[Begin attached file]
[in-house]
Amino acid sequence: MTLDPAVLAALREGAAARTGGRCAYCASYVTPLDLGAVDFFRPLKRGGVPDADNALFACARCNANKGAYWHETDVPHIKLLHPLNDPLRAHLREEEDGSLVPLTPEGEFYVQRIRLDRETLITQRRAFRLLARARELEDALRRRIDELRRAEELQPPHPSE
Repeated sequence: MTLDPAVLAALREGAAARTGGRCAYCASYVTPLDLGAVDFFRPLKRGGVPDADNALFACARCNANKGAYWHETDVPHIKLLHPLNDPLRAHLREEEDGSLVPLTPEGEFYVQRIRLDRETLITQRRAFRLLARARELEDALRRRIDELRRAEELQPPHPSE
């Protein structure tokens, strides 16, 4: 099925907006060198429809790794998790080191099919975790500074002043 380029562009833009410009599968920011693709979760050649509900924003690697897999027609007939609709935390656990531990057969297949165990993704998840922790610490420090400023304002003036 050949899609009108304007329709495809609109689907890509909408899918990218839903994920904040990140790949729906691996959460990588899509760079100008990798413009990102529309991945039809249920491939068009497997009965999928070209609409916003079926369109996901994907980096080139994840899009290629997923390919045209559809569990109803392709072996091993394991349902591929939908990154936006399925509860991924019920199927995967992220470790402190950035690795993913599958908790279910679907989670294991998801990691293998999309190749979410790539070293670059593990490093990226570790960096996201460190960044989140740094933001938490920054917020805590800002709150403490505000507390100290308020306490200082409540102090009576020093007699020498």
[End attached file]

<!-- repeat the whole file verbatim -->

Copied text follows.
[in-house]
Amino acid sequence: MTLDPAVLAALREGAAARTGGRCAYCASYVTPLDLGAVDFFRPLKRGGVPDADNALFACARCNANKGAYWHETDVPHIKLLHPLNDPLRAHLREEEDGSLVPLTPEGEFYVQRIRLDRETLITQRRAFRLLARARELEDALRRRIDELRRAEELQPPHPSE
Repeated sequence: MTLDPAVLAALREGAAARTGGRCAYCASYVTPLDLGAVDFFRPLKRGGVPDADNALFACARCNANKGAYWHETDVPHIKLLHPLNDPLRAHLREEEDGSLVPLTPEGEFYVQRIRLDRETLITQRRAFRLLARARELEDALRRRIDELRRAEELQPPHPSE
């Protein structure tokens, strides 16, 4: 099925907006060198429809790794998790080191099919975790500074002043 380029562009833009410009599968920011693709979760050649509900924003690697897999027609007939609709935390656990531990057969297949165990993704998840922790610490420090400023304002003036 050949899609009108304007329709495809609109689907890509909408899918990218839903994920904040990140790949729906691996959460990588899509760079100008990798413009990102529309991945039809249920491939068009497997009965999928070209609409916003079926369109996901994907980096080139994840899009290629997923390919045209559809569990109803392709072996091993394991349902591929939908990154936006399925509860991924019920199927995967992220470790402190950035690795993913599958908790279910679907989670294991998801990691293998999309190749979410790539070293670059593990490093990226570790960096996201460190960044989140740094933001938490920054917020805590800002709150403490505000507390100290308020306490200082409540102090009576020093007699020498």